THERE MAY BE SOME place on this planet where every man and woman is still expected to look out for him or herself, with no one else to blame if something goes wrong, but it sure isn’t within the borders of these United States.

Whether you are an enemy of big government or an advocate of social responsibility for the less fortunate, you know that governmental intervention into the way you do business is here to stay.

EPA, Wage and Hour, state and local human resource and natural resource officials, to name a few of your overseers, have been mandated to keep you in line. But no aspect of construction life will get your work shut down more quickly than an accusation that your jobsite isn’t safe.

The number of court cases that I see in which contractors are punished big time for safety violations is too numerous to recount here. And it is not just for the activities of your own workers, but for those of any subcontractors you might employ.

Recently a contractor and his jobsite superintendent, along with the subcontractor and its owner, were all held criminally liable (in addition, or course, to their liability to pay money damages) for the illness of total strangers because they had discovered some canisters containing poisonous gas in a building they were renovating, and they left the canisters in a nearby field for several weeks. (Apparently someone unfamiliar with the word “POISON” or the skull-and-crossbones symbol on the canisters took them to his cousin, who hooked them up to her stove as fuel.) The contractors were all considered, under the law, to have “stored” hazardous materials, but not done so in proper fashion.

Similarly, contractors have been found liable for improper disposal of asbestos that their subcontractors had encountered but not told the contractor about. This is all on top of the increase in workers’ compensation insurance rates as a result of jobsite accidents.

There are very few situations in which the law does not impute to a general contractor (or any upper tier subcontractor) liability for the safety violations of those whom he has hired to work on a site. Liability for identification of hazardous materials is just one. Jobsite safety requirements such as fall protection netting and tie-offs, hard hats, steel-toed boots, safety glasses, capped rebar and maintenance of MSDS sheets are just a few, but if they are not observed by a sub, both the sub and the contractor who hired him will be fined.

Because OSHA fines go up steeply for repeat offenses, a contractor can find itself liable for a much larger sum of money than the guilty sub owes, where the violation is the sub’s first offense but the contractor has had other subs who got in trouble in the past – all where the contractor itself did nothing wrong and may not have even known of the violations.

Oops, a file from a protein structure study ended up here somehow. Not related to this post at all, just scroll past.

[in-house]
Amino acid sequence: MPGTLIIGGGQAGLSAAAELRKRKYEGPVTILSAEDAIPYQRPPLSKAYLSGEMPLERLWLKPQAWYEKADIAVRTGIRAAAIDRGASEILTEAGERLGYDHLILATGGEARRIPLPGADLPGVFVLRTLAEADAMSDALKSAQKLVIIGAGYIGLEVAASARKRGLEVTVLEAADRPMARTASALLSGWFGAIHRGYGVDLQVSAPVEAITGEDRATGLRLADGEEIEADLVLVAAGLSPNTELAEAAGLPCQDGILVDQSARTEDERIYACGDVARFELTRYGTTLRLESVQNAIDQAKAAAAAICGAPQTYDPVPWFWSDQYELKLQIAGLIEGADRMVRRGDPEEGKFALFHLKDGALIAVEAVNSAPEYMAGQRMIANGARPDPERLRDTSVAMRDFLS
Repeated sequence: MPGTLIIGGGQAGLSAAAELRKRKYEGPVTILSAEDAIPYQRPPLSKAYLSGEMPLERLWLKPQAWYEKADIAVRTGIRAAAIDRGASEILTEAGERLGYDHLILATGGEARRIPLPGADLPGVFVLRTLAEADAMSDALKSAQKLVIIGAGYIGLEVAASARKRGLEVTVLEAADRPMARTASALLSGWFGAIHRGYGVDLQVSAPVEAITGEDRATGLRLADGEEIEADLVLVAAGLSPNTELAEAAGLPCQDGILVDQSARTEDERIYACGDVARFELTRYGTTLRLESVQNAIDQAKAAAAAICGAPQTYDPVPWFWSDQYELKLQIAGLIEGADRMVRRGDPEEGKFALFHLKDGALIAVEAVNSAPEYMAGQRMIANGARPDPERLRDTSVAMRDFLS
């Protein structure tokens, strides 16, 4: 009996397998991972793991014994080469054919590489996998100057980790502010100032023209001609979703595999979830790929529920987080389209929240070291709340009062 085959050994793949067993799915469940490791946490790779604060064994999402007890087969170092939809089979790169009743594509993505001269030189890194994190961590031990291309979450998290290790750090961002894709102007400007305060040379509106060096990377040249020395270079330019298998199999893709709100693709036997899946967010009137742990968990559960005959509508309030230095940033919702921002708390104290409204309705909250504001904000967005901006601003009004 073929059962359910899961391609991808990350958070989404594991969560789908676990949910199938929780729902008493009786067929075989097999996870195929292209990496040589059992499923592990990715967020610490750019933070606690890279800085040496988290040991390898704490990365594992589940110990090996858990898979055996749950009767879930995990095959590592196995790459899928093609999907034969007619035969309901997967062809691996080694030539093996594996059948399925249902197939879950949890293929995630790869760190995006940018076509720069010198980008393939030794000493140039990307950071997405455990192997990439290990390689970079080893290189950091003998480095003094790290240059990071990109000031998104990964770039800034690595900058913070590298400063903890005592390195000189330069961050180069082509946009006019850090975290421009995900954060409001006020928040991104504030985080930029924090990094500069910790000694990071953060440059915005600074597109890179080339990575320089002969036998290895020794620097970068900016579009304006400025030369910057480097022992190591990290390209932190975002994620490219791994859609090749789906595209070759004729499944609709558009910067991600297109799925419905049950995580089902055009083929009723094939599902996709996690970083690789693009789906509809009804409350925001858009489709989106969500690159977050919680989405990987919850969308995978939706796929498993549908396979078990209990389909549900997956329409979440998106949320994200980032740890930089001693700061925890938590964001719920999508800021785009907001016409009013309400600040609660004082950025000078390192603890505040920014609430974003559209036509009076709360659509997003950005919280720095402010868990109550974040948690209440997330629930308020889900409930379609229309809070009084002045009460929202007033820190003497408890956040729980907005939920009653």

These exposures to regulatory fines, lawsuits from injured persons, criminal prosecutions and skyrocketing insurance premiums make it all the wiser for contractors to get serious about having formal safety programs that must be followed by their employees and subs. By this I mean:

l Inserting specific clauses in subcontracts that clearly and explicitly require all subs to follow their safety requirements as well as all laws and regulations. These clauses make violations an act of default, require indemnification against liability and require the sub to appoint a qualified safety officer who is proficient in the language of any worker the sub has on site.

l Reading carefully all safety requirements of their customers (which might exceed local laws) to make sure that they all can be complied with and incorporated into their subcontracts as well.

l Paying for programs developed by firms who are specialists in understanding and complying with all applicable laws.

l Having regular safety meetings on site at which attendance of all workers and subs is mandatory and at which sign-up sheets are required and minutes kept.

l Educating one or more employees to know safety requirements, walk the jobsite regularly and giving him or her the authority to shut work down or order a worker off the job immediately if safety precautions are not met.

Contract clauses alone will not cause people to act safely, but they give you some tools with which to let people know you are serious. A sub that sees funds withheld for delay damages due to a safety-related job shutdown ought to learn pretty quickly that it is in its interest to enforce safety regulations on site.

Susan McGreevy is a partner at Husch & Eppenberger, Kansas City, Mo., tel. 816/421-4800, e-mail to susan.mcgreevy@husch.com.